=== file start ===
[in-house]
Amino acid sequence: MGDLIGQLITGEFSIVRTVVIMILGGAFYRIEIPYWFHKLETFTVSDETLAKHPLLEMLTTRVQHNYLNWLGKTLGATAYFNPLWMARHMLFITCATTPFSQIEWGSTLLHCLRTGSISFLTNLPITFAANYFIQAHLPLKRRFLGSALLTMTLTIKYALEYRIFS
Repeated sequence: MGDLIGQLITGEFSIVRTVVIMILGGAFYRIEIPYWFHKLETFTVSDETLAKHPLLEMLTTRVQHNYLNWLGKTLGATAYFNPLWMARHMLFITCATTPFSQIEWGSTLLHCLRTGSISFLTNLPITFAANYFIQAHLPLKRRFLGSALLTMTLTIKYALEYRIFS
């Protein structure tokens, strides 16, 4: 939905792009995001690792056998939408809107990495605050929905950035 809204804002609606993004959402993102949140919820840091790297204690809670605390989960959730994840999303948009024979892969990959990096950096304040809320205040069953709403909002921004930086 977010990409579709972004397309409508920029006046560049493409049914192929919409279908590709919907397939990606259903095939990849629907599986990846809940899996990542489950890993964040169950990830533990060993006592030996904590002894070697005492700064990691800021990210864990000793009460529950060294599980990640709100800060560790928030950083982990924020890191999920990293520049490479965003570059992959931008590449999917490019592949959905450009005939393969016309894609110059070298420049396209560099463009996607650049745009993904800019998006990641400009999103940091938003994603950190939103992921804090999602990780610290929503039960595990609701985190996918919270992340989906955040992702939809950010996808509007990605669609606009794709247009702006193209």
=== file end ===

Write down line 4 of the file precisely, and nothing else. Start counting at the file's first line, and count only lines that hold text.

């Protein structure tokens, strides 16, 4: 939905792009995001690792056998939408809107990495605050929905950035 809204804002609606993004959402993102949140919820840091790297204690809670605390989960959730994840999303948009024979892969990959990096950096304040809320205040069953709403909002921004930086 977010990409579709972004397309409508920029006046560049493409049914192929919409279908590709919907397939990606259903095939990849629907599986990846809940899996990542489950890993964040169950990830533990060993006592030996904590002894070697005492700064990691800021990210864990000793009460529950060294599980990640709100800060560790928030950083982990924020890191999920990293520049490479965003570059992959931008590449999917490019592949959905450009005939393969016309894609110059070298420049396209560099463009996607650049745009993904800019998006990641400009999103940091938003994603950190939103992921804090999602990780610290929503039960595990609701985190996918919270992340989906955040992702939809950010996808509007990605669609606009794709247009702006193209």